By Sahar Chmais
Nearly three fourths of Science Technology Engineering Math (STEM) jobs are occupied by men. Educators in Hays CISD decided it was time to step in to entice more women to join these fields which yield high income.
Several Hays CISD teachers created a Women in STEM group at Lehman High School to increase enrollment and interest in the wide range of these courses.
“There’s a lot of opportunity there,” said Jeehyun Park, the founding sponsor for Women in STEM. “We want to give girls the resources, confidence and skills they might need to navigate those careers. There are so many job opportunities in STEM, particularly in engineering and computer science that have low female enrollment and participation.”
Park wants her students to know that tech companies have increased opportunities to allow diverse groups of people in. If a male and female with exactly the same qualifications submit an application, a woman is more likely to get the job, Park said.
While there are many opportunities in this field, Lehman High School was seeing very small enrollment numbers of girls, especially Hispanic girls, in STEM course. The school decided to put on an event showcasing all the classes and groups students can participate in. They invited kids from all over the district and encouraged younger students to attend.
Booths were spread along the school’s gym and into the hallways to give insight on all the potential courses students can sign up for. They added games, anatomical features such as real inflatable pig lungs, rats and more. There were candy giveaways and opportunities to buy small plants.
But most of the interactions at the booths were student-to-student.
One Lehman student said she joined her biology class to be with her friends, but through it she found her love for biology and science. Serenity Williams was sitting at a biology booth with several friends, welcoming curious students and enjoying her time with friends.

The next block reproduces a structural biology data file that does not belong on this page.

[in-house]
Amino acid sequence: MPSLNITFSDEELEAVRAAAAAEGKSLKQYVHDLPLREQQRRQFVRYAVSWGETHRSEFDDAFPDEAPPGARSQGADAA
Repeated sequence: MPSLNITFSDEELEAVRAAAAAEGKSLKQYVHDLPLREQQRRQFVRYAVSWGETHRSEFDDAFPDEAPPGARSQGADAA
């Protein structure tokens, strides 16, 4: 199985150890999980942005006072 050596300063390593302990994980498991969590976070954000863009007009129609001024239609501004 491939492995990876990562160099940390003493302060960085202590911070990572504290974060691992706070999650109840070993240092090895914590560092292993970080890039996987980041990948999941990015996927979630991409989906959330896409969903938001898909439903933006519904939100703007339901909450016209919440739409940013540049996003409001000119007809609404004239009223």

“I thought it would be a great idea to share my passion with others and inspire them to have the same pathways as me,” Williams said. “I plan on being a brain surgeon.”
Not everyone knows what they want to do coming into high school, so events like this are opening up different options, said Lead Robertson, a Biomedical Science teacher.
Exploring these options is one step, but the other step is for kids to realize that science is not about being perfect, sometimes it is about trying something new, said the Aquatic Science teacher Laura Villalobos. In high school, Villalobos said she did not think she did well in science.
Since starting the program, Villalobos said there has been a noticeable increase in girls joining STEM courses. Many of the booths in the event were run by girls, especially Hispanic girls.
“It does seem that we have more girls interested in joining other programs,” Villalobos said. “Like the robotics team, or physics, things like that which are more geared toward engineering and hard sciences.”